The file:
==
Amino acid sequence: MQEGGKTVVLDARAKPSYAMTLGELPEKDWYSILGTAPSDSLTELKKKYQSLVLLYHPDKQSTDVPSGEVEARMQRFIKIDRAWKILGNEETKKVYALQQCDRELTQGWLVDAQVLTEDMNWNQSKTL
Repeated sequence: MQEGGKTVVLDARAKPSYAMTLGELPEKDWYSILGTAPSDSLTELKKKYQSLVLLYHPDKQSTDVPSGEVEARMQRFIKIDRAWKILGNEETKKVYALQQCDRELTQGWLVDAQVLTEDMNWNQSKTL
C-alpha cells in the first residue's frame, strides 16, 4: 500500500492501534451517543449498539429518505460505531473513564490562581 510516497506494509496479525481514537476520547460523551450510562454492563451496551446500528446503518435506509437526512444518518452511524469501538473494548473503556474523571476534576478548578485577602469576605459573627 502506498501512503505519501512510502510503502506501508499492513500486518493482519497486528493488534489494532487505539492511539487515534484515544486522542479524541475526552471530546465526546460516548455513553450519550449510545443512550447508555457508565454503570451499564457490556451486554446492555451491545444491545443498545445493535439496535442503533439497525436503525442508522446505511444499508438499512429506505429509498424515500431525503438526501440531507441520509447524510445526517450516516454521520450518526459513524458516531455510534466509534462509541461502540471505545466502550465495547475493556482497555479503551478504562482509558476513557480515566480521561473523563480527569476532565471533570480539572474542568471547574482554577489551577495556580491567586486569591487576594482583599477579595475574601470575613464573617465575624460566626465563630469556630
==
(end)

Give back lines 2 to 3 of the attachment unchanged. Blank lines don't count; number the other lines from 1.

Repeated sequence: MQEGGKTVVLDARAKPSYAMTLGELPEKDWYSILGTAPSDSLTELKKKYQSLVLLYHPDKQSTDVPSGEVEARMQRFIKIDRAWKILGNEETKKVYALQQCDRELTQGWLVDAQVLTEDMNWNQSKTL
C-alpha cells in the first residue's frame, strides 16, 4: 500500500492501534451517543449498539429518505460505531473513564490562581 510516497506494509496479525481514537476520547460523551450510562454492563451496551446500528446503518435506509437526512444518518452511524469501538473494548473503556474523571476534576478548578485577602469576605459573627 502506498501512503505519501512510502510503502506501508499492513500486518493482519497486528493488534489494532487505539492511539487515534484515544486522542479524541475526552471530546465526546460516548455513553450519550449510545443512550447508555457508565454503570451499564457490556451486554446492555451491545444491545443498545445493535439496535442503533439497525436503525442508522446505511444499508438499512429506505429509498424515500431525503438526501440531507441520509447524510445526517450516516454521520450518526459513524458516531455510534466509534462509541461502540471505545466502550465495547475493556482497555479503551478504562482509558476513557480515566480521561473523563480527569476532565471533570480539572474542568471547574482554577489551577495556580491567586486569591487576594482583599477579595475574601470575613464573617465575624460566626465563630469556630